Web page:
Addressing obstacles to success: Improving student completion, retention, and achievement in science modules in applied health programmes, with particular attention to Maori

Funding year: 
2 years
University of Waikato
Post school sector
Project start date: 
January 2006
Project end date: 
January 2008
Principal investigator(s): 
Kelly Gibson-van-Marrewijk
Research team members: 
Jane Stewart, Gudrun Dannenfeldt, Kevin Stewart, Jackie McHaffie, Rosemary Hipkins
Research partners: 
Waikato Institute of Technology, with the New Zealand Council for Educational Research

Project Description

Science education research literature suggests that the decontextualised nature of much science learning can be an obstacle to many learners. Science ideas are often expressed in formal, abstract, logico scientific modes of communication, whereas people mostly use more informal and storied narrative modes of communication (Bruner, 1986). It takes practice and careful support to learn to use these new modes, and learners may not feel the need unless they can see an identity for themselves as learners and users of science knowledge (Gilbert, Hipkins, & Cooper, 2005). To help students achieve this identity, it may be necessary to create explicit “border crossing” strategies so they are supported to make the necessary translations between science and their other world views (Aikenhead, 1996).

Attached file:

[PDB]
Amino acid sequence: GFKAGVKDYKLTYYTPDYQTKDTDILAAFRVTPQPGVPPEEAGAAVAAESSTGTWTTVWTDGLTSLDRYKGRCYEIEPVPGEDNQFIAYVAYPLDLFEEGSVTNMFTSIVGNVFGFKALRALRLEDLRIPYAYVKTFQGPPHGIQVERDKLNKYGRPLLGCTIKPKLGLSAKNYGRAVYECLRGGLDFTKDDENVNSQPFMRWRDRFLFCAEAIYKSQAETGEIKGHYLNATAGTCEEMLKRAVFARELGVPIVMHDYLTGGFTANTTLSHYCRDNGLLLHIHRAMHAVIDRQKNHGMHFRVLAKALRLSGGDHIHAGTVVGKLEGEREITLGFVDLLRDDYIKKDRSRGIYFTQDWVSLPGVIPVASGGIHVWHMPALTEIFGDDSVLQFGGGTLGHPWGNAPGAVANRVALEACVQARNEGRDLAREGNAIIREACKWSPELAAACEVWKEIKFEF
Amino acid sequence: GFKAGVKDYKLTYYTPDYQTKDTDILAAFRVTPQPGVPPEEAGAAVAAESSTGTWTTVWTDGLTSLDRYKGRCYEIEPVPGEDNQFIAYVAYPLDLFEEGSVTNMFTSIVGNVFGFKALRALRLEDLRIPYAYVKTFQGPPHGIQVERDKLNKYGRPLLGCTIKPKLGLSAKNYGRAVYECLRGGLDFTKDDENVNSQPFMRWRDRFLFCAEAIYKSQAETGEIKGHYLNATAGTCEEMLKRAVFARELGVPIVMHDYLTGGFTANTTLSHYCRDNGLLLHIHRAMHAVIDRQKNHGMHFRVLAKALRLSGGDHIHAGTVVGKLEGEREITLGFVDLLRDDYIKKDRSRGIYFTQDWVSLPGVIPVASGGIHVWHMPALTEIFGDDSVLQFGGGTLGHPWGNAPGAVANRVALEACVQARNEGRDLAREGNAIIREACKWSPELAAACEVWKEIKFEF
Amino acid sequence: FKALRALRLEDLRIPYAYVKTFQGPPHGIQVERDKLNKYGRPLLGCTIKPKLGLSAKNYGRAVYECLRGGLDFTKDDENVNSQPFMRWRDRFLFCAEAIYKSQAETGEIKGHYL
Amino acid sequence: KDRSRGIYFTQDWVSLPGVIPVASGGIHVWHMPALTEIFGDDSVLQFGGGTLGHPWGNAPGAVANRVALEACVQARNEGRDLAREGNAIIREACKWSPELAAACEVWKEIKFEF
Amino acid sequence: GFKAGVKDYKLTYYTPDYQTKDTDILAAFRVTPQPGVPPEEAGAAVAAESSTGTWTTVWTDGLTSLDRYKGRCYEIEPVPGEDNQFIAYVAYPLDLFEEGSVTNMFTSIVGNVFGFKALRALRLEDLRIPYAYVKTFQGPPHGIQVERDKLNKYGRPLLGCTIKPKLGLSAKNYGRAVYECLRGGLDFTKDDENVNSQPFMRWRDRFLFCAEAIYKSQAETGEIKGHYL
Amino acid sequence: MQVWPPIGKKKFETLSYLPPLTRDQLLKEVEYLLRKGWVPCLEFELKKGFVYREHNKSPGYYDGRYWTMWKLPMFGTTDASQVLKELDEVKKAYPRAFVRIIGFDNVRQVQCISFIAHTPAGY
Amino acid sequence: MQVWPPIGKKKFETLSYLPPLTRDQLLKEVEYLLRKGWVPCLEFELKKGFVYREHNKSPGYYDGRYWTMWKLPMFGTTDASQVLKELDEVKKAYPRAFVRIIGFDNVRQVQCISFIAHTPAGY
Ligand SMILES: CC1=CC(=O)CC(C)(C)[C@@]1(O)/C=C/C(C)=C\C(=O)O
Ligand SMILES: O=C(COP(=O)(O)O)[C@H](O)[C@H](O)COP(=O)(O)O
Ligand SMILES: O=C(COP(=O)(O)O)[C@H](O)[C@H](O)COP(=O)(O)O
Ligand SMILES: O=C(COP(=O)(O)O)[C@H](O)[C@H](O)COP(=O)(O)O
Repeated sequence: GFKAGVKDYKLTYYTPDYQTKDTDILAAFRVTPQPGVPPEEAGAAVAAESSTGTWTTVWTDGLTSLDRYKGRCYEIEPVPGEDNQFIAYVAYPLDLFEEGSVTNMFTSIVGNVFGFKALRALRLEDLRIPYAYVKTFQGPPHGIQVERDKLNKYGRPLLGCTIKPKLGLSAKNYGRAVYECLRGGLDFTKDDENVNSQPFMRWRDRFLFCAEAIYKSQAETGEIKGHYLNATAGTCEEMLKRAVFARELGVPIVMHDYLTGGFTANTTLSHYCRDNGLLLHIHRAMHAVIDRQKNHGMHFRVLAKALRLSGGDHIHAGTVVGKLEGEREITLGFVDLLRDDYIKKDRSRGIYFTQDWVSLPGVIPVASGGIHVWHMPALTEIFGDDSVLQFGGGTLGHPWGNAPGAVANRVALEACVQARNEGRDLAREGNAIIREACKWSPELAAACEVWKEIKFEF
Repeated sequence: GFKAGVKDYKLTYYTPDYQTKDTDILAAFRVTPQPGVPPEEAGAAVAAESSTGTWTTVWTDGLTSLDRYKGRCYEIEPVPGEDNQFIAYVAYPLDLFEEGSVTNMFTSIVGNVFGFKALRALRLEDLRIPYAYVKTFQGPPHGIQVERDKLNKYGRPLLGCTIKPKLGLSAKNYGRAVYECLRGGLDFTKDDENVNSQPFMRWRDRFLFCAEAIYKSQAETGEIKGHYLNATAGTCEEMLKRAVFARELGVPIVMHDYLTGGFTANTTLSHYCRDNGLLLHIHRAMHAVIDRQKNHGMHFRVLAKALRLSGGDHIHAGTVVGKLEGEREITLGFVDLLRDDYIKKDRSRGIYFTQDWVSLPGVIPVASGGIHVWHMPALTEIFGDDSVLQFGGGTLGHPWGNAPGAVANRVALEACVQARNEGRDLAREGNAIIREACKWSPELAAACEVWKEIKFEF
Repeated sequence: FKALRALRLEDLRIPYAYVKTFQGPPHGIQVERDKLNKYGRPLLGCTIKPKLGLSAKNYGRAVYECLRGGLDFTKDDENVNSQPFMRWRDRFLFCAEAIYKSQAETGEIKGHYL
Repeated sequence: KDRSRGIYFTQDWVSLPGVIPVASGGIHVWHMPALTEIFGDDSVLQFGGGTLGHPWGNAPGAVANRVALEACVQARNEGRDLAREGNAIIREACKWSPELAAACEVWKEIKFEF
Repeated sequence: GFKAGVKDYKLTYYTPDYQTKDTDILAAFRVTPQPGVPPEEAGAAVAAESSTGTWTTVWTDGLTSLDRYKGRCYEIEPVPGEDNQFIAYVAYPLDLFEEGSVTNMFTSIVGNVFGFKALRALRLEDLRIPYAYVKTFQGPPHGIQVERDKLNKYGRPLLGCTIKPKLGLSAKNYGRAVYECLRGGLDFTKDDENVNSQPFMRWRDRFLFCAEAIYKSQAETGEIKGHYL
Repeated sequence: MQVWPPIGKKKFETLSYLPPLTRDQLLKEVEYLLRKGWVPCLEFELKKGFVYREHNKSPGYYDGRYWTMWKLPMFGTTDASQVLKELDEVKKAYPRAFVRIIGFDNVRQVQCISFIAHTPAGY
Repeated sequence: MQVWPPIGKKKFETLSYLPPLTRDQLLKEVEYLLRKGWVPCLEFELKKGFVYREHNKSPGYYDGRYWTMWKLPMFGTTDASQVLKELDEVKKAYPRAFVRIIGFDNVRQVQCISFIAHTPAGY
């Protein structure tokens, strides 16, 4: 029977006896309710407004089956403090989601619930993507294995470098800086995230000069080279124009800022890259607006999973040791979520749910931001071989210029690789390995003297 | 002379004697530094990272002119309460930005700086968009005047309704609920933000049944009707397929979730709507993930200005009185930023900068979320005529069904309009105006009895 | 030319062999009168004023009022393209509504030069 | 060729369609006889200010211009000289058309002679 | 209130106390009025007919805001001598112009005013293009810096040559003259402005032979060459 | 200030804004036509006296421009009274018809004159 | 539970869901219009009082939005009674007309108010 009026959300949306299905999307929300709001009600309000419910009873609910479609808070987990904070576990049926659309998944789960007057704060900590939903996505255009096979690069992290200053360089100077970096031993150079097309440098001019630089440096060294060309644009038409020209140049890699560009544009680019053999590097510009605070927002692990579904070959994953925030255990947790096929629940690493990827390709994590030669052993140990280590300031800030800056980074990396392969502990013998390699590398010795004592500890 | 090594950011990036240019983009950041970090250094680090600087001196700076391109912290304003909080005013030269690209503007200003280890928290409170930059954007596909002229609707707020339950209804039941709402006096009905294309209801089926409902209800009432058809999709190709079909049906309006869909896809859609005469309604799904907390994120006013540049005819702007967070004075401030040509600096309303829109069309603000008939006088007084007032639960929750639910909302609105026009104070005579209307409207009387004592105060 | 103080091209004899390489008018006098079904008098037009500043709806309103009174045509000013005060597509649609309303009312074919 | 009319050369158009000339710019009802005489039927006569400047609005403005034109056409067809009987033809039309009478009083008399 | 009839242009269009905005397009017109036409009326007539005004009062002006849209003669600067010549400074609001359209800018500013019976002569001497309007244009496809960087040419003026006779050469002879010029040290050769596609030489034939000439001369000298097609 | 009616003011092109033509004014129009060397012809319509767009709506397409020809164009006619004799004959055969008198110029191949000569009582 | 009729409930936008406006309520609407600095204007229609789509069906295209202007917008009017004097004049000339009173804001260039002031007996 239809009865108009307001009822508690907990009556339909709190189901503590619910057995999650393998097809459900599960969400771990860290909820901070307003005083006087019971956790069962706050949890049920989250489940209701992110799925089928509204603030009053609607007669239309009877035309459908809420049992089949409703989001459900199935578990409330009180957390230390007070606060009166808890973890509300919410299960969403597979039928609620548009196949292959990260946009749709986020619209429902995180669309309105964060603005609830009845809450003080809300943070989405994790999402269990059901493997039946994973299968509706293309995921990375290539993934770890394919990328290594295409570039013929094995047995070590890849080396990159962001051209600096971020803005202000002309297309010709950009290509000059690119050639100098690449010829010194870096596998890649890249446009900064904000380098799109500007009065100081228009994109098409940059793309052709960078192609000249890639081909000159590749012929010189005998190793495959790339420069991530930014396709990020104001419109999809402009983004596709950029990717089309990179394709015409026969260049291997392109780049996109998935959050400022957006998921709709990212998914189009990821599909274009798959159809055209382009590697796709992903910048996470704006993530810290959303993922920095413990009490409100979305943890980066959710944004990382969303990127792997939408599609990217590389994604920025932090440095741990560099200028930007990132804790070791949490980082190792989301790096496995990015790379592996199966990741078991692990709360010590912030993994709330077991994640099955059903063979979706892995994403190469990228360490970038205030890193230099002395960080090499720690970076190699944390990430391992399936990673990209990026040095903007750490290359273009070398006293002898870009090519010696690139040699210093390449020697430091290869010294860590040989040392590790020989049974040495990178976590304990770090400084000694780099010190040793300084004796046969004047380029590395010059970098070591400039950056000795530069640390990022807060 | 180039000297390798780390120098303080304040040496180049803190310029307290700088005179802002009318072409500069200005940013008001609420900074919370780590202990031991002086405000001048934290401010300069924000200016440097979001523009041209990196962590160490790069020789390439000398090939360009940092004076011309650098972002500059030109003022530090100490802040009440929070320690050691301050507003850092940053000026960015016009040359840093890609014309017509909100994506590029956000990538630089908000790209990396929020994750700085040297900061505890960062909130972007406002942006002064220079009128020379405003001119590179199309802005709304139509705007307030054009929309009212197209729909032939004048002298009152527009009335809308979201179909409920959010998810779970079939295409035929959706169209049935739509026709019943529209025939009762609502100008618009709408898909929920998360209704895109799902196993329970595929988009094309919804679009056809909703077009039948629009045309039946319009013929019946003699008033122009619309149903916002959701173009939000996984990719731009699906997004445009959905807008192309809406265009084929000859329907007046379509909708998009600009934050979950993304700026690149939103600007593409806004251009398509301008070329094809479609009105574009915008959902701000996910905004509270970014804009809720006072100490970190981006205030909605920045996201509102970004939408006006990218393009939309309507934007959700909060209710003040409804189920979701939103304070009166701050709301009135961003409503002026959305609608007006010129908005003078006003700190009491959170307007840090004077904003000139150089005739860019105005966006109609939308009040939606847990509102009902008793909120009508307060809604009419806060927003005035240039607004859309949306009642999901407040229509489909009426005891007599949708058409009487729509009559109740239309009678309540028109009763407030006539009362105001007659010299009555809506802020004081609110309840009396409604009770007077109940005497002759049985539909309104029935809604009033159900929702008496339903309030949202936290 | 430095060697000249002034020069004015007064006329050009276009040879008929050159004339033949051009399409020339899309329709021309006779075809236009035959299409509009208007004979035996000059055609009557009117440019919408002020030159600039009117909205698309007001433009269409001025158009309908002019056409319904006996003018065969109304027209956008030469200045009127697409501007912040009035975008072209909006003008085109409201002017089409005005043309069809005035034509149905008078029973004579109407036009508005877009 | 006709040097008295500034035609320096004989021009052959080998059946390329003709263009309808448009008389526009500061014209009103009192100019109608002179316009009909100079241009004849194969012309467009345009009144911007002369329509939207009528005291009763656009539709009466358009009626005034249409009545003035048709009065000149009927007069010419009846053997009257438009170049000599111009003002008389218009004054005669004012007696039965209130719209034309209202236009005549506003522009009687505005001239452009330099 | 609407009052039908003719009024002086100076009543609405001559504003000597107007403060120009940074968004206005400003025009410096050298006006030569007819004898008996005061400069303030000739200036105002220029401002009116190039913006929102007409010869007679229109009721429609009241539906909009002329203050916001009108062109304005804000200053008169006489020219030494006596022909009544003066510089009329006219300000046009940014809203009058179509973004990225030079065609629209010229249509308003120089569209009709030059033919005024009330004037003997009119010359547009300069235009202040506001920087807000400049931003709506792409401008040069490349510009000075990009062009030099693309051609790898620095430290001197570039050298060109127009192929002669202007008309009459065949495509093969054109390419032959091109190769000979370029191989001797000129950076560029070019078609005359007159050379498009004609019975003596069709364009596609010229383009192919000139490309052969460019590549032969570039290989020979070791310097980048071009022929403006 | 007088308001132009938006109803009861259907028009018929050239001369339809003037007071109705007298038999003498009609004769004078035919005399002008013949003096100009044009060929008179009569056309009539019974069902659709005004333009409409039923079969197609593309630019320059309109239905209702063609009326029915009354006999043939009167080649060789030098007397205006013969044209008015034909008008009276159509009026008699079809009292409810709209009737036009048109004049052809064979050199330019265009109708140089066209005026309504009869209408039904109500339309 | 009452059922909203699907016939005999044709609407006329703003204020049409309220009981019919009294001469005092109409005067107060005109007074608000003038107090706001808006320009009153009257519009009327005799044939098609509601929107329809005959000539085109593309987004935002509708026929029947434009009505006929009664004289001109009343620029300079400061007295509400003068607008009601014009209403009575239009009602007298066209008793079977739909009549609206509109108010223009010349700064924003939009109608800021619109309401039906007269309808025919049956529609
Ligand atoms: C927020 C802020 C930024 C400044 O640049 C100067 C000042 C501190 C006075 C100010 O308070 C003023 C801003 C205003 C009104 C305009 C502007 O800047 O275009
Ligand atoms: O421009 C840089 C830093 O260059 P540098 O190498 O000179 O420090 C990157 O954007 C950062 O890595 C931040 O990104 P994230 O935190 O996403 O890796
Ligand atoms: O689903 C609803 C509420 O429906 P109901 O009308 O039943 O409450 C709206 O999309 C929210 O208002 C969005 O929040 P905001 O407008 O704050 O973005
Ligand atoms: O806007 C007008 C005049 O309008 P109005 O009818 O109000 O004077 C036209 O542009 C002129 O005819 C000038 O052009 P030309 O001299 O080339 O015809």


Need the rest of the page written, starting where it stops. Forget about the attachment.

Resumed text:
There is also a “border” between science theory and science-in-use in the workplace. Aikenhead (2005) found that nurses are most likely to draw on their procedural knowledge when making decisions on the job, while Nutley, Walter, and Davies (2003) point out that such procedural knowledge is likely to be tacit. They contrast this with declarative knowledge, which is more likely to be taught and assessed in science modules for midwifery and nursing. They suggest that there is a need to investigate “whether practice is more a case of ‘from doing to knowing’ (the social construction of knowledge) rather than ‘from knowing to doing’ (rational EBP1 models)” (Nutley, Walter, & Davies, 2003, p. 129).